Her Voice. Her Vote. Our History.
by Karen Nelson
This month marks the 100th year of the passage of the 19th Amendment to the U.S. Constitution, giving women the right to vote. It’s hard to this as controversial. Yet, when the women’s suffrage movement began, that was the case. In the mid-1800s, women were considered property! They had no right to own land, divorce, no right to their children or control over their own bodies!
The early women Suffragists Lucretia Mott, Elizabeth Cady Stanton, and Matilda Joslyn Gage are often credited with being the founding mothers of the women’s movement. “The fact is the movement was born in the territory of the Haudenosaunee (Iroquois) in 1848,” writes Sally Roesch Wagner in her book “Sisters in Spirit.” They learned the stark contrast of life in a matriarchal society. The line of the Chief came through the line of the mother.
After taking the Native American land, our country’s next original sin was slavery. Quakers in England were leaders in the abolitionist movement, but women were placed behind a screen. Sitting behind that screen were Lucretia Mott and Elizabeth Cady Stanton. Fuming, they resolved to hold a women’s rights convention in America.
Eight years later they made it happen in New York where the Declaration of Sentiments was presented. Escaped slave-turned abolitionist Frederick Douglass was in attendance. Ardent supporter, Susan B. Anthony also joined the cause.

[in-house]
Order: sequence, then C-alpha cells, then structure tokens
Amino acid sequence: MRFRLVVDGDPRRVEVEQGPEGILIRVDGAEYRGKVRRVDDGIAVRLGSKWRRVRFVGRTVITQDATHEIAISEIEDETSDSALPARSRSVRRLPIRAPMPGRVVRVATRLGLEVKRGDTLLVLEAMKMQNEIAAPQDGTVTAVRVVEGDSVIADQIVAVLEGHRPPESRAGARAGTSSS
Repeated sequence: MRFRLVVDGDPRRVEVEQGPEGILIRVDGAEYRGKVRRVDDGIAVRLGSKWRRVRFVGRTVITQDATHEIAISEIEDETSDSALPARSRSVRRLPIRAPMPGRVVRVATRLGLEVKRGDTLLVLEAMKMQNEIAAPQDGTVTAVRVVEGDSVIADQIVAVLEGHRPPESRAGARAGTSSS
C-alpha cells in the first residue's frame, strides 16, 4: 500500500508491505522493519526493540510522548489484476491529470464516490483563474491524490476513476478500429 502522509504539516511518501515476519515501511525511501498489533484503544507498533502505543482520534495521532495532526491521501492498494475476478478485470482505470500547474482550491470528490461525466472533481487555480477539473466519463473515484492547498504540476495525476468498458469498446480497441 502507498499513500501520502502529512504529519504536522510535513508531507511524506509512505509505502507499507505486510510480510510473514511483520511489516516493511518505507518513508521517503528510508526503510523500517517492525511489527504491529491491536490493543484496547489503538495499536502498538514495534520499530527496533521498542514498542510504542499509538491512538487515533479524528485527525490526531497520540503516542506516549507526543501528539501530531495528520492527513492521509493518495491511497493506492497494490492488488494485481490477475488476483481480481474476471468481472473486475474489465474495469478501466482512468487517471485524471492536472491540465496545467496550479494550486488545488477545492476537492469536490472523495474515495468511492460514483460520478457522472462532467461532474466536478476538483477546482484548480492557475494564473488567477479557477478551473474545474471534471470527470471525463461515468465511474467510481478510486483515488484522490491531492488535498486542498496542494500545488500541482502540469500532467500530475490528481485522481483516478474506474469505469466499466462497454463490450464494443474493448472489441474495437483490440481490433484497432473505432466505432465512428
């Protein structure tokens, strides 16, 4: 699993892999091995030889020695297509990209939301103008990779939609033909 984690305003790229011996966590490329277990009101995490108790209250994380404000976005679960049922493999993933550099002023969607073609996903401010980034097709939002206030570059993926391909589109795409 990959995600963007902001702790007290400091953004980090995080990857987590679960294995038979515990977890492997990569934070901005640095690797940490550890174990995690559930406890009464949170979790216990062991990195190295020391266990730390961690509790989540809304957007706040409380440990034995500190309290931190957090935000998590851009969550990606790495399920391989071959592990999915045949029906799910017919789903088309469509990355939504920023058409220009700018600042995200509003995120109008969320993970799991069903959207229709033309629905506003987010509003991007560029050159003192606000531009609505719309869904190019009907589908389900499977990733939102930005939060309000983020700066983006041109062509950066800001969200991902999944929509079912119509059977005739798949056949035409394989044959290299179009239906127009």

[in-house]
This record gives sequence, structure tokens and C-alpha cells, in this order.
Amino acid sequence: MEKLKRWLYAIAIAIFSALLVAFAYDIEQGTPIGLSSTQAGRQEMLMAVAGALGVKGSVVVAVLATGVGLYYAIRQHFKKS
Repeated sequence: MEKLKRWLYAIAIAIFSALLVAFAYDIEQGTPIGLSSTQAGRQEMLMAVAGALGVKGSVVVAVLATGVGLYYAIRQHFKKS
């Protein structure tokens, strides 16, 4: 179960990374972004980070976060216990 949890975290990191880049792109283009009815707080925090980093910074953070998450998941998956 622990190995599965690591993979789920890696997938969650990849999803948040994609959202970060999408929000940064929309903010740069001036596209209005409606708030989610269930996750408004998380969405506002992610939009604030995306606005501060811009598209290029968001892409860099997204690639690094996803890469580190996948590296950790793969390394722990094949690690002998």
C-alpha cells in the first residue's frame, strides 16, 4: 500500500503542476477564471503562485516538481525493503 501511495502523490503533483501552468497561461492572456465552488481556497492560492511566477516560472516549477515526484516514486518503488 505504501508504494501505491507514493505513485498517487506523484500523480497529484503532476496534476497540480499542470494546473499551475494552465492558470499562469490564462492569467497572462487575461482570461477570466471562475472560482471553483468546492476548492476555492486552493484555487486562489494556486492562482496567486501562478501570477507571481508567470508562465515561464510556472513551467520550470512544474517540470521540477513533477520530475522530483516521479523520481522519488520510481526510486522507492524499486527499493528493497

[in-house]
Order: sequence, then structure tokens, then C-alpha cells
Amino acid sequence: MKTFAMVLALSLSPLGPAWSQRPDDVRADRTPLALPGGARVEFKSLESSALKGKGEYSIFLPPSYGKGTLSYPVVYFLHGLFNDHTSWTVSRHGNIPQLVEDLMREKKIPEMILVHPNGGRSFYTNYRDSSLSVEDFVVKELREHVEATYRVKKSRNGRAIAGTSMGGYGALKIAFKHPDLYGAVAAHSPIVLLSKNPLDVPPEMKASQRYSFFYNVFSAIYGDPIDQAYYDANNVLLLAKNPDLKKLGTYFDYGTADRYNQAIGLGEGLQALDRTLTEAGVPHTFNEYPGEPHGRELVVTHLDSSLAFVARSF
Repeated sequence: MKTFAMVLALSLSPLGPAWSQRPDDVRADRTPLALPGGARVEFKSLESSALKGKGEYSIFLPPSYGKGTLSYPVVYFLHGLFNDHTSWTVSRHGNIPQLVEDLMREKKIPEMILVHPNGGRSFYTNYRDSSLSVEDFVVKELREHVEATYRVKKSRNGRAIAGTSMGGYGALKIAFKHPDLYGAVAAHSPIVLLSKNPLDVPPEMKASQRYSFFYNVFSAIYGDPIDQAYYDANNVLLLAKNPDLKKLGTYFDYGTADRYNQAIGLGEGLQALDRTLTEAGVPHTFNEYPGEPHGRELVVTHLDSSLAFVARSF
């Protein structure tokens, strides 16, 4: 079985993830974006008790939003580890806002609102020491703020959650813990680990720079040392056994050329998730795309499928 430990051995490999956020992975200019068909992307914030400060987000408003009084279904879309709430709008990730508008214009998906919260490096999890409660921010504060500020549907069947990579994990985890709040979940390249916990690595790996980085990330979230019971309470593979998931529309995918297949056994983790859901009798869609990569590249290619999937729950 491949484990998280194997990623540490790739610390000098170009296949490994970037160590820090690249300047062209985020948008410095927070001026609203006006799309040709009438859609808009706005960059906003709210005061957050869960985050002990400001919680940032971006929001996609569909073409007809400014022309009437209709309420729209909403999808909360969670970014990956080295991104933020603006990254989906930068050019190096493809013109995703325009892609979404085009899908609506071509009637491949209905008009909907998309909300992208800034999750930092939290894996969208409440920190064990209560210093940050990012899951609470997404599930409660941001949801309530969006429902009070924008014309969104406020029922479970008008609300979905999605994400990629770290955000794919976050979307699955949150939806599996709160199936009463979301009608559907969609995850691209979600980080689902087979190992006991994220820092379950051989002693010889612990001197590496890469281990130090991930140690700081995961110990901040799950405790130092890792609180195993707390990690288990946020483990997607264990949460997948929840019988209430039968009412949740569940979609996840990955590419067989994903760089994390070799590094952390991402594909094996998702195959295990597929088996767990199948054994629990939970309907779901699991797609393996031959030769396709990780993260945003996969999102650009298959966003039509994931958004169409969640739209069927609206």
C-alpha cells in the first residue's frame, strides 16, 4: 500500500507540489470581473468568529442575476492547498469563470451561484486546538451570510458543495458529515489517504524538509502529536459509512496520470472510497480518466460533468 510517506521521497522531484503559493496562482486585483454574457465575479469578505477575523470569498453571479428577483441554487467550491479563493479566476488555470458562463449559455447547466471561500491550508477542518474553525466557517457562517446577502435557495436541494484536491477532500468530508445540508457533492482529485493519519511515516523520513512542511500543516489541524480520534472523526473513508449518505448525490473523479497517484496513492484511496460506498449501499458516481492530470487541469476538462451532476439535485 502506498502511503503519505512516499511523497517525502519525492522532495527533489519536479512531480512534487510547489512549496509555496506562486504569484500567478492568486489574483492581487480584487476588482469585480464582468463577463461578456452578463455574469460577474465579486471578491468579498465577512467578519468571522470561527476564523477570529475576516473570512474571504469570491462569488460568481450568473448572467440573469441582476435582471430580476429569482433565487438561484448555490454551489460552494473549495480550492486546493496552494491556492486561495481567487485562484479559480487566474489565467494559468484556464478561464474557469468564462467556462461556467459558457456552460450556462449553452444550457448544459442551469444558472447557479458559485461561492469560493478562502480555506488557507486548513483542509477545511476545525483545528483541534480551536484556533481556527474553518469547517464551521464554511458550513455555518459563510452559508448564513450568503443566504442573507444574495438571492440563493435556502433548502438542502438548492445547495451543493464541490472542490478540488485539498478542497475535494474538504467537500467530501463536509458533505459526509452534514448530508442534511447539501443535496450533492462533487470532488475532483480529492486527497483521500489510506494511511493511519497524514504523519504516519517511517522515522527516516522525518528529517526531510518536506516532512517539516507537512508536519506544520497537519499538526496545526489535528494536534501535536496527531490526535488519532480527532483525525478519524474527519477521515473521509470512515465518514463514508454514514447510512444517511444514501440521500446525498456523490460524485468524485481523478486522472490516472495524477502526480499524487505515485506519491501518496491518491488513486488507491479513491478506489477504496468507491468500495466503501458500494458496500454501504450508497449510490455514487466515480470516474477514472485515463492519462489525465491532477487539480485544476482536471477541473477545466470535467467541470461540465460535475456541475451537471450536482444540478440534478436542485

When the Civil War broke out in 1861, Stanton and Anthony made a strategic decision: to suspend their campaign for women’s rights and focus all their efforts in support of the first great cause stated for: to abolish slavery. They believed their efforts would be richly rewarded with rights for women as well as for blacks. They were wrong.
“This hour belongs to the Negro,” said abolitionist Wendell Phillips. The 13th Amendment abolished slavery in the United States in 1865 and the 14th Amendment was ratified in 1868 granting citizenship to “all persons born or naturalized in the United States.”. Working hard to get the word “sex” added proved to be a bridge too far.
On the convention floor in 1869, Anthony said, “I’d rather cut off my right hand than ask the ballot for the black man and not the woman.” To that, Douglass exclaimed “I do not see how anyone can pretend that there is the same urgency in giving the ballot to woman as to the Negro.”
Fast forward to 1913, Alice Paul organized the Woman Suffrage March in Washington, D.C.. It attracted 10,000 marchers and half a million spectators.
The march was supposed to be a dignified affair, but the crowd became unruly. The cavalry had to be called in to keep order. The fight continued with the Silent Sentinels who kept up silent protests in front of the White House from January 1917 to June 1919. Just as the fight for the vote was peaking, the 1918 flu pandemic set their efforts back.
Finally, the 19th Amendment was written, providing men and women with equal voting rights. The amendment states that the right of citizens to vote “shall not be denied or abridged by the United States or by any State on account of sex.” It passed in 1919 and ratified in August of 1920. Wisconsin was the first state to ratify!
Change in America is not given, it is fought for. From the Emancipation in 1863 to 14 years of Reconstruction thru 80 years of Jim Crow, it was not until 1952 that Asian women could vote, 1957 before Native American women could vote, the Voting Rights Act of 1965 before black women got the right to vote, just 55 years ago and Latina women 10 years after that in 1975!
Our work is not done! Today we witness the brutal killings of so many black men and women: Sandra Bland, Kathryn Johnston, Breonna Taylor. Say their names.
We must root out systemic racism. Stand up and be counted in the Census 2020 and register to vote because we are BETTER TOGETHER!
To count in the Census 2020 visit www.my2020census.gov
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